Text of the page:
A language on its own

German reference letters require special attention to detail, in particular with regard to the appropriate language. As a common understanding about the meaning of certain terms has developed, reference letters contain coded evaluations about the employee’s performance.

In a brand new judgment, the Federal Labour Court (Bundesarbeitsgericht, BAG) has ruled that an employer who states that the employee has carried out the assigned duties to “full satisfaction” (“zur vollen Zufriedenheit“) considers the employee’s performance as average (judgment dated 18 November 2014, docket number 9 AZR 584/13). If the employee then claims a better evaluation result, the employee is obliged to demonstrate and, if necessary, prove that his performance was in fact better than average. According to the court, this also applies if reference letters in the relevant field of business mostly contain good (“stets zur vollen Zufriedenheit” – “always to our full satisfaction”) or very good evaluation results ( “stets zur vollsten Zufriedenheit” – “at all times to our utmost satisfaction”).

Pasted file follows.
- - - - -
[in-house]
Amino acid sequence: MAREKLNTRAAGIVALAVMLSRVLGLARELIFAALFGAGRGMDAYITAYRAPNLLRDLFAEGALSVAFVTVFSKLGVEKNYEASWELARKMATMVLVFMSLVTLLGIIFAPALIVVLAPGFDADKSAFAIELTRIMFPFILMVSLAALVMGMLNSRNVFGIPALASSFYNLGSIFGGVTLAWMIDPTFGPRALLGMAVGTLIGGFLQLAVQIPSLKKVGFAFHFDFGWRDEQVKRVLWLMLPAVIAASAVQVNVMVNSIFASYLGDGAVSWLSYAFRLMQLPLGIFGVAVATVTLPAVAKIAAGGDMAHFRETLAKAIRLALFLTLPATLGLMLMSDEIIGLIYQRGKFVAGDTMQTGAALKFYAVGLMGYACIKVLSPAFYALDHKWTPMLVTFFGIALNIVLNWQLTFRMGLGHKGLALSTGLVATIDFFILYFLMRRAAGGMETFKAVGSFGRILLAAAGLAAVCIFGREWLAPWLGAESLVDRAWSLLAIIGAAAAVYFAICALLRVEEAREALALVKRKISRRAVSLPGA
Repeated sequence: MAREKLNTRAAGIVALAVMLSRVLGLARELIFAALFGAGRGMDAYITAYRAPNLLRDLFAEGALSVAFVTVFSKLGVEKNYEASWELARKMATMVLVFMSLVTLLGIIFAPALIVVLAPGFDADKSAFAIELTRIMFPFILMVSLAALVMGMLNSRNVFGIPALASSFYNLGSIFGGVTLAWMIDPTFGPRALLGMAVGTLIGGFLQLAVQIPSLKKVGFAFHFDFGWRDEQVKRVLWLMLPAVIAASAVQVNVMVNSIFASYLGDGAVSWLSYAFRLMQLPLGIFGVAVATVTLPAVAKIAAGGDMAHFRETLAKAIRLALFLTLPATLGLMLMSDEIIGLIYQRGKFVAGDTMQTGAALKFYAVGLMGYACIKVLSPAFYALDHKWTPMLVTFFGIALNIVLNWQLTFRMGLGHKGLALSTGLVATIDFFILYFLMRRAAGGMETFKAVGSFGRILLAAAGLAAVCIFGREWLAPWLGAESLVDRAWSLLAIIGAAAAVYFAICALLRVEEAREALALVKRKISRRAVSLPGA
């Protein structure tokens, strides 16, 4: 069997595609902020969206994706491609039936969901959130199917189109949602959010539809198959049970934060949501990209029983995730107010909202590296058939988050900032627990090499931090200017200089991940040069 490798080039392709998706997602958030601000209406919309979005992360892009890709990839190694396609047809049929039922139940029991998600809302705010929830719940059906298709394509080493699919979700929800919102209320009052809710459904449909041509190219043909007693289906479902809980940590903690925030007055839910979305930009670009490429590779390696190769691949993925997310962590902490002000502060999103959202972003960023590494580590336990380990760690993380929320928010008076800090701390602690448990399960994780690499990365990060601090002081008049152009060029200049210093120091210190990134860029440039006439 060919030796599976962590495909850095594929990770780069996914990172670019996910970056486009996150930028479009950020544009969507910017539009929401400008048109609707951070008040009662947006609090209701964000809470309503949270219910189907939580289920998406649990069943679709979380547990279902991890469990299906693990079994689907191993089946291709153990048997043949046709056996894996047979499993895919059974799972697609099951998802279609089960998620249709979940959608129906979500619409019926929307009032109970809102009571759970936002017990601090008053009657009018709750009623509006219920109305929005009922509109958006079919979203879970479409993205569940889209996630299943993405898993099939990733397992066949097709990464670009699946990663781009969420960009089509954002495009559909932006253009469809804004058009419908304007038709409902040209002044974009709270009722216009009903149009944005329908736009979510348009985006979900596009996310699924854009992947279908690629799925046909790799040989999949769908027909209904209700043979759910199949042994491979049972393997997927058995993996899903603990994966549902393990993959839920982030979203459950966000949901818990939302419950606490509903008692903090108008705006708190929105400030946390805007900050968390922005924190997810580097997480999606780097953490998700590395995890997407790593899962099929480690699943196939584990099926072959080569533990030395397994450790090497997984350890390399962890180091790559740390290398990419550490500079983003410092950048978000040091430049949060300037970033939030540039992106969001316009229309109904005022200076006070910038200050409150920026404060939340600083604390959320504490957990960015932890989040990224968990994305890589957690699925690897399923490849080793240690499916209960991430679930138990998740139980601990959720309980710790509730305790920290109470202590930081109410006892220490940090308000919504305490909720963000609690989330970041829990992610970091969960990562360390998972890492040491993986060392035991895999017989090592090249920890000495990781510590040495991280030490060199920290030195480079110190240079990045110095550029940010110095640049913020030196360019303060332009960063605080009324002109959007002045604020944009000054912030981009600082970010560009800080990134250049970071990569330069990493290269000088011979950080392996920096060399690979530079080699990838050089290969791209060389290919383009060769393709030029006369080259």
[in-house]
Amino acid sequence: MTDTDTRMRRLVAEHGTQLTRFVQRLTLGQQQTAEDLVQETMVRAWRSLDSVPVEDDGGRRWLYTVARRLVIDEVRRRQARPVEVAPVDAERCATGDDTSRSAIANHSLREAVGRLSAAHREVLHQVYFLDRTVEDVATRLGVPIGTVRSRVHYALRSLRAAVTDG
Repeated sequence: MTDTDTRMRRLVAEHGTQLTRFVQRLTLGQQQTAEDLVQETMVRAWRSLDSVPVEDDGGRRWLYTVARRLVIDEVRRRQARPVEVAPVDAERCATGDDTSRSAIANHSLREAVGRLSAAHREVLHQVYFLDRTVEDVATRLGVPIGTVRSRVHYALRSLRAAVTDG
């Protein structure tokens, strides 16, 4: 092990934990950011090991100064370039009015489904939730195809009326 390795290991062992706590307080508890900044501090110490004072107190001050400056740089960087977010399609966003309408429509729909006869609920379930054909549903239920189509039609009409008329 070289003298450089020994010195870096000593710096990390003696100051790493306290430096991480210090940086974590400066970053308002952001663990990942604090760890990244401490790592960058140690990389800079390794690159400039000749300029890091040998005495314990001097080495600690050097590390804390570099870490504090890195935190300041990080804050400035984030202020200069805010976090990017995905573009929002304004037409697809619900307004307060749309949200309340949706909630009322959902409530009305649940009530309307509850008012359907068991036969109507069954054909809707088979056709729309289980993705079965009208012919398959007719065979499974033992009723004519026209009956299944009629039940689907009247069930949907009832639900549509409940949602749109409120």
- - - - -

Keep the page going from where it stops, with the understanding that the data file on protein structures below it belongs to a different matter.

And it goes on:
In the case at hand, the plaintiff, who had worked as a receptionist in a dentist’s office, challenged her former employer’s reference letter evaluation, arguing that her performance should have been evaluated as “good”. The lower courts decided in favour of the employee, holding that the employer should have demonstrated that the employee’s work had been lacking. The Federal Labour Court reversed these decisions. In particular, it highlighted that the burden of proof in such proceedings did not change even if statistics show that most reference letters in this field of business contain more favourable evaluation results. The Federal Labour Court also stressed that the right to a reference letter, which is guaranteed under sec. 109 para. 1 of the German Industrial Act (Gewerbeordnung, GewO), only entitles the employee to a truthful reference letter. The evaluation result, while generous, must also be true to fact.